I'm not sure who is or is not claiming equivalence or superiority. Nurse practitioners are a part of the healthcare puzzle just like PAs. It doesn't mean we are equal nor does it mean or training must be equal. If anything, we have set ourselves up for a harder path as we need to maintain multiple certifications and clinical competencies if we hope to expand to other clinical areas. Their clinical hours and overall requirements are certainly superior, but more for the clinician who can and wishes to hang his hat at whatever they want. That doesn't undercut the 800 hours I spent in solid primary care oriented locations with no option of specialty locations. I'm betting most of those PAs didn't spend that many hours focusing on a single clinical area despite all those hours they needed to accrue.
i was focusing more on the above poster who said posts from SDN aren't always friendly when it comes to NPs. Sorry I should have specified. Essentially some docs have the right to pass the salt when NPs come in and state they can do everything a doctor can do day one with a less thorough training There is an interesting medscape article posted recently talking about if hospital medicine should be tossed to the PA/NP crowd for example.
The above posted also made it seem like nursing was the holier than though profession since "NPs don't go barging in and trash others on their own turf"
Essentially they are doing this with the whole "our care is as good as a doctors and we even care," or as depicted above as the "heart of a nurse, brain of a doctor adage," along with non convincing equal care in primary care studies nursing organizations have tossed out.
I had never noticed that PAs had their own forum too but I am assuming everybody does lol.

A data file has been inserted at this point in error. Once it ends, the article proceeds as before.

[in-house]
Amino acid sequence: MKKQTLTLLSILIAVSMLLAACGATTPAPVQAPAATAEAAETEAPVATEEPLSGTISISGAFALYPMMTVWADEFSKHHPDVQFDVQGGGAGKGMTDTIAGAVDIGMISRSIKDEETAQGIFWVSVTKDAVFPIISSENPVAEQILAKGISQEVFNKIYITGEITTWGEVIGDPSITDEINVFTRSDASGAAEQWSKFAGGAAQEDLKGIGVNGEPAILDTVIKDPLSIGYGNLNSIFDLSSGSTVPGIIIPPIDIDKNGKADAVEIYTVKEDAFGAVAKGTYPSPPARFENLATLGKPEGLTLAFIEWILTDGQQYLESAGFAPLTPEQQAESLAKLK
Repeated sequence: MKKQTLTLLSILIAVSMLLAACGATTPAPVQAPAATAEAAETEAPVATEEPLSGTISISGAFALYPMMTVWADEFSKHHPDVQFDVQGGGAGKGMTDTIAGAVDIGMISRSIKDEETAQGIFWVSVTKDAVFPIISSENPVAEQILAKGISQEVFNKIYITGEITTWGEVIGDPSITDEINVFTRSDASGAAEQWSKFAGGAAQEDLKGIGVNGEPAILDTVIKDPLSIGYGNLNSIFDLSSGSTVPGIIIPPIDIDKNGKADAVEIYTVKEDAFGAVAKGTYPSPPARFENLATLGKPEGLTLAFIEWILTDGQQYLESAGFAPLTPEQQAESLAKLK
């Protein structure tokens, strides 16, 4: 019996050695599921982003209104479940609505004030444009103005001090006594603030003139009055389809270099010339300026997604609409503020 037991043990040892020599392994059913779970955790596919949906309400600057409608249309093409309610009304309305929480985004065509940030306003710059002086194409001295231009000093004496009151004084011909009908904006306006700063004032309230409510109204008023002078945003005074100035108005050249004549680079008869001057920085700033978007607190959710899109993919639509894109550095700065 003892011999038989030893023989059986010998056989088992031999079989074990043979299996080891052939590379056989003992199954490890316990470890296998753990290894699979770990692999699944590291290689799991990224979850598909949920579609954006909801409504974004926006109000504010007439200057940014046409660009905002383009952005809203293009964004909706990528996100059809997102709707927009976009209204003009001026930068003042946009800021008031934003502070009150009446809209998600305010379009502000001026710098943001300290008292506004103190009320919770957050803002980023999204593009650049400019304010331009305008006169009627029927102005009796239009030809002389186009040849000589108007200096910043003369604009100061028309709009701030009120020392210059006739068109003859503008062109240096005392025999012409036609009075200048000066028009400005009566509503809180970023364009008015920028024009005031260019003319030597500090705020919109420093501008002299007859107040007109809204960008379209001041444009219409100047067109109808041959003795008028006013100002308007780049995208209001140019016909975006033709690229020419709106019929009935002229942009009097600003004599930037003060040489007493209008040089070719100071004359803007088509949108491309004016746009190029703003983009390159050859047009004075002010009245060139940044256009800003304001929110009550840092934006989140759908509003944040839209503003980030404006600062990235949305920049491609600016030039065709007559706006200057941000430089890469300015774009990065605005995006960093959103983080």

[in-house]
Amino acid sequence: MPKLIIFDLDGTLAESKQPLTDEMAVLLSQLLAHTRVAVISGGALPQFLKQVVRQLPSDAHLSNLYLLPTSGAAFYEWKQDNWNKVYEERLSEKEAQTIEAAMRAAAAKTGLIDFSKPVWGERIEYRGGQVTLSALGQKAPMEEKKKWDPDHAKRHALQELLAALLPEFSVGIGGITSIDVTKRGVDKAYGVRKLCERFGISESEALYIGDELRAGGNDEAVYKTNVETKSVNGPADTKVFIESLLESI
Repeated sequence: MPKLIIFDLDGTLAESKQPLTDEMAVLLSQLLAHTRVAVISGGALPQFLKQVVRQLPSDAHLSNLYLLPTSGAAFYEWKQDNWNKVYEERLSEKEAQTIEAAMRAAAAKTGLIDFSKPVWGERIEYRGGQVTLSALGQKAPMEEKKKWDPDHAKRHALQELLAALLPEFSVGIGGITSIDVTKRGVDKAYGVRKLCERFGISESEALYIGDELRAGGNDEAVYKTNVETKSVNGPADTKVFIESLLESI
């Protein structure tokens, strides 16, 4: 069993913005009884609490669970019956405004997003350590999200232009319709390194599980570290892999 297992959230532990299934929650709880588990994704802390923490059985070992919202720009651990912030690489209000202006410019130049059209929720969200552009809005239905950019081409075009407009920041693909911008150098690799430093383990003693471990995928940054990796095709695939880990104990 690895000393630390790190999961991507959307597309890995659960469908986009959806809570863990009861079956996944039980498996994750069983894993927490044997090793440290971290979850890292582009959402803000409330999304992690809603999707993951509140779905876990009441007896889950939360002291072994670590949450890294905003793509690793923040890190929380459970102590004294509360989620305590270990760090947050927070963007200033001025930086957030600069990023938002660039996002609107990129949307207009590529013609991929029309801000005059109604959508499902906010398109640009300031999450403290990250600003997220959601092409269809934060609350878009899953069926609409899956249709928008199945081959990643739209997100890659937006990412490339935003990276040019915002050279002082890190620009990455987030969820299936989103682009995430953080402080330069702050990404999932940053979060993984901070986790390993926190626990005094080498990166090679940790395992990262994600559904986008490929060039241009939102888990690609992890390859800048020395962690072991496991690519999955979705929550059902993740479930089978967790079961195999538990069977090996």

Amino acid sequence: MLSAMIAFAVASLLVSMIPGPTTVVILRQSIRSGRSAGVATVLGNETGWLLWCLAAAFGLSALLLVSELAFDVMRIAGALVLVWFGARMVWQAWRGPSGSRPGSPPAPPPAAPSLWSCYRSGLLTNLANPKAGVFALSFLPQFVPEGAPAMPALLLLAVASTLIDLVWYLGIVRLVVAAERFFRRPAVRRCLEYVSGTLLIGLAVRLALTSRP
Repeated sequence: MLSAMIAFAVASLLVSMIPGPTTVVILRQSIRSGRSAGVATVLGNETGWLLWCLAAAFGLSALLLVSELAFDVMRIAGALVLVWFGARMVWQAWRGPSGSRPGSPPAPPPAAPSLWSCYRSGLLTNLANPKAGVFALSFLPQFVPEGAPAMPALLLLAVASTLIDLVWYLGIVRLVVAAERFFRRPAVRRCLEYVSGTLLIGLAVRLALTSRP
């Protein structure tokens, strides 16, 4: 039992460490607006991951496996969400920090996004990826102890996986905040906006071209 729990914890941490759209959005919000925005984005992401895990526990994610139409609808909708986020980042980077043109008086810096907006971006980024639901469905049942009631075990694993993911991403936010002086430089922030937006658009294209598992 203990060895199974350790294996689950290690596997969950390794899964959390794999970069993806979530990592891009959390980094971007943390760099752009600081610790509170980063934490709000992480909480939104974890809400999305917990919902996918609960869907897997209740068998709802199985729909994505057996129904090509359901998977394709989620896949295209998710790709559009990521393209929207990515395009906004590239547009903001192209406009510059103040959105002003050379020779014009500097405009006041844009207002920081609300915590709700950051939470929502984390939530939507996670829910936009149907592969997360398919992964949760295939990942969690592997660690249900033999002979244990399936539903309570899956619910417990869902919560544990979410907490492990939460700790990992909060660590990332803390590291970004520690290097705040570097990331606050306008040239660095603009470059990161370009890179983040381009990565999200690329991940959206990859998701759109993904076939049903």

dthfytr, ADN, LPN, RN, EMT-B, EMT-I
I've been impressed by less than 50% of the PA's who've treated me. Only once has a NP disappointed me. When my parents were alive they raved about NP's. NP's have more autonomy, too. Of course the PA's are jealous!
FullGlass, BSN, MSN, NP
I was specifically talking about my Home school so yes it is correct. Why do I need data for this shibaowner?also I doubt nps are any more holistic overall than MD or DOs. Most schools have some sort of holistic mindset nowadays anyway. Nursing does not have a patent on holistic care lol
also I doubt nps are any more holistic overall than MD or DOs. Most schools have some sort of holistic mindset nowadays anyway.
Nursing does not have a patent on holistic care lol
You complained about your school; that does not mean all NP programs are similar. It is on you to research your NP school before attending.
Based on my experience, DOs take a more holistic approach than MDs, and I also shared my personal experience. Yes, there are MDs who take a holistic approach, but many do not. I was trained to take a holistic approach.
Rocknurse, MSN, APRN, NP
I hate this whole conversation. I find this perceived competition so childish. We are supposed to be professionals. I have worked with a ton of NPs and PAs and I've never met a bad one. I just don't see this concept of the "poorly trained" NP in my state. Maybe my state just has better standards but the NPs I know and work with are incredible. They're smart, knowledgeable and leaders in their profession. They often teach the residents in fact. The ICU that I'm in right now is run by NPs, and they really know their stuff...they astound me actually. I'm so confused by this anti-NP prevalence. It must be the circles I move in because I see none of this. Yes, I agree the concept of online schools and no nurse experience is totally unacceptable, but that's a rarity where I practice. We have some really excellent schools in this state and a lot of very smart people. I emulate them, and foster a culture of collegiality, as it should be. The NPs I work with are highly regarded and respected within the hospitals, by MDs and PAs alike and that respect is mutual. Perhaps if we all focused on our education instead of gossiping on an online forum, we could change the world.
They would have to change curriculum to mirror md or do in length, content, and intensity
I am assuming your hospital only hires from the top notch schools and is rather selective, as this does not seem to be the norm.